My writing and publication record defines me principally as a fiction-writer and poet. In the last couple of years, however, I have become increasingly interested in writing drama. In the context of the OU, this may well have been through my exposure to dramatic techniques as a tutor on A363. More generally, however, I felt the need to try and get at the essence of what characters were saying—or trying to avoid saying. As a result, I wanted to set aside the often tyrannous ballyhoo of the fiction narrator, he or she who must be supplied with descriptive fodder: Thoughtfully, he turned from the window . . . no, no, Lost in thought, he turned from the window . . . ok, how about Turning from the window, he . . . morphed into a hatrack? Well, that’d bring all the realists up short . . . but I wanted to take a break from the demands of narrated fiction—and, come to that, the often hazier demands of poetry.
What characters say can be very interesting. What they don’t want to say, even more so. We live our lives surrounded by those who withhold, prevaricate, cover ignorance with bluster—think about the last time you tried to check your bank details over the phone. So it was that I wrote a short play, FAQ, about the eternal, Manichean clash between motorist and car-park attendant, entirely in questions. If statements or explanations keep open the lungs of dialogue, questions—especially when met with further questions—close them down. After that, my interest expanded to a situation where, rather than blocking each other with questions, characters would talk up a storm—but in order to veil a secret they’ve never discussed and have no wish to now. From this came another short play, When? An older couple are about to take their third and youngest child to university. Another milestone—not least in terms of offering them the latest opportunity to talk to her about something from the past, something delicate and painful that involves her. Will they let the opportunity pass yet again? Will they seize the opportunity? Or has happenstance devised a way of making them face it? We never learn what the secret is. My main interest was in watching the couple . . . well, dealing with not dealing with it.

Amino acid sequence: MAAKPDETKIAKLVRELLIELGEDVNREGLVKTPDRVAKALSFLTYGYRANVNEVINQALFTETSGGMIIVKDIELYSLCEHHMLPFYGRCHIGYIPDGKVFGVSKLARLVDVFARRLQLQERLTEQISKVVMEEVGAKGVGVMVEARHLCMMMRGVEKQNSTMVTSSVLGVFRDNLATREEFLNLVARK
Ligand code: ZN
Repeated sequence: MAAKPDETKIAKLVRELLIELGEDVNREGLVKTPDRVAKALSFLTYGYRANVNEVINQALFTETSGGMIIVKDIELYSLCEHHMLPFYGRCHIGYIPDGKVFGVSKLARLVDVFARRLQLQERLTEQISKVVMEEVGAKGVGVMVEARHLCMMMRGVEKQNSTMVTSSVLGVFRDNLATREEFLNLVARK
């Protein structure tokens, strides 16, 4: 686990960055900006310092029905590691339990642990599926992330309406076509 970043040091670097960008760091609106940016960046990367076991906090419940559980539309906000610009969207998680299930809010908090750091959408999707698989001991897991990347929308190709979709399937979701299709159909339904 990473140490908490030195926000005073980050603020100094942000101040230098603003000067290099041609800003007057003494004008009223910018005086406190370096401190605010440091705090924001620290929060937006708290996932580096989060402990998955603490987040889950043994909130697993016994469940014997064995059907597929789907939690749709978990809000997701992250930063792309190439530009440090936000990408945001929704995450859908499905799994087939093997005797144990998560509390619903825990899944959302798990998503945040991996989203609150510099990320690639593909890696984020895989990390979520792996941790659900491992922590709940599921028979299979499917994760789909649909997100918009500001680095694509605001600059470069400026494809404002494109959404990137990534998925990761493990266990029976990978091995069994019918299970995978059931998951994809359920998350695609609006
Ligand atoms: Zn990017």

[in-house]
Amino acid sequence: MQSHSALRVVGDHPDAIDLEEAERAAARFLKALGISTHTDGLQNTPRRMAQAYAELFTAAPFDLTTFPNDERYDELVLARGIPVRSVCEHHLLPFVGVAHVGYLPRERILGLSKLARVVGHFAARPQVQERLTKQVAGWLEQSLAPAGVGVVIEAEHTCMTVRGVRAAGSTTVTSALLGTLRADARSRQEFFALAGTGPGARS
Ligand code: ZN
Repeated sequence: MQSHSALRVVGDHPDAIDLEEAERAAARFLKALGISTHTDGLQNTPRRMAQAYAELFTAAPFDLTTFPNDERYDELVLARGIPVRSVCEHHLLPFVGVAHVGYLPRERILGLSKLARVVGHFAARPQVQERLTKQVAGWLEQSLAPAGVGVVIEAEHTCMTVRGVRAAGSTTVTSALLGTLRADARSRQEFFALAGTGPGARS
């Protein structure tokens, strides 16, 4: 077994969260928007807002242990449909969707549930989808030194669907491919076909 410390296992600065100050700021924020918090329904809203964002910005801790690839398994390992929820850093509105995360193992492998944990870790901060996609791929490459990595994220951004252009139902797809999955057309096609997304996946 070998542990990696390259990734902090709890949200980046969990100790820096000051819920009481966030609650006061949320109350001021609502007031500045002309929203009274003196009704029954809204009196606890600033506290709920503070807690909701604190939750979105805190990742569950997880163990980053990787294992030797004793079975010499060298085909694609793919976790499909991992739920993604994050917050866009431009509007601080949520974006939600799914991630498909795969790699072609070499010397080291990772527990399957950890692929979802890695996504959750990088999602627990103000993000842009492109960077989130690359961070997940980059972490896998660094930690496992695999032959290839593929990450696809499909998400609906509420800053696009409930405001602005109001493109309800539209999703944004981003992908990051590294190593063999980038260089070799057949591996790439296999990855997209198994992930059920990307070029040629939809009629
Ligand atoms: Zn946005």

Through a play reading session for Script (now defunct, sadly), my work got the attention of Margaret Jackman, director and actress (The Royal, Holby City, Candy Cabs), who also writes as Margaret Manuell. Through her good offices, an evening of three plays was devised: FAQ, When and Service, one of her own plays, set in a nursing home and similarly focused on how people swerve away from truths. Triplet, the evening was called, and it was staged in Staffordshire and at the Blue Orange Theatre, Birmingham, in May 2011. The cast, including Margaret herself, Alison Belbin (often in The Archers) and Philip Jennings created the kind of magic that you hope for with scripts. They lifted the words off the page and took them into that other world, the dramatic world of action, gesture, inflection—and fear of secrets.
Other productions of Triplet are being planned for later in the year. In the meantime, I’m back dishing up words for a greedy narrator (in the sequel to my 2009 novel, The Mercury Annual) and also, slowly, putting together a new poetry collection. I’d like to think that these projects have gained an extra edge, fresh vitality, from my excursions into script-writing. Even as I write this, I hear Mick from Pinter’s The Caretaker, saying ‘Now then, son, don’t get perky, don’t get perky.’ But I hope it’s true.
Michael W. Thomas, The Mercury Annual (Birmingham: Silver Age, 2009); Port Winston Mulberry (poems) (Cheshire: Littlejohn and Bray, 2010)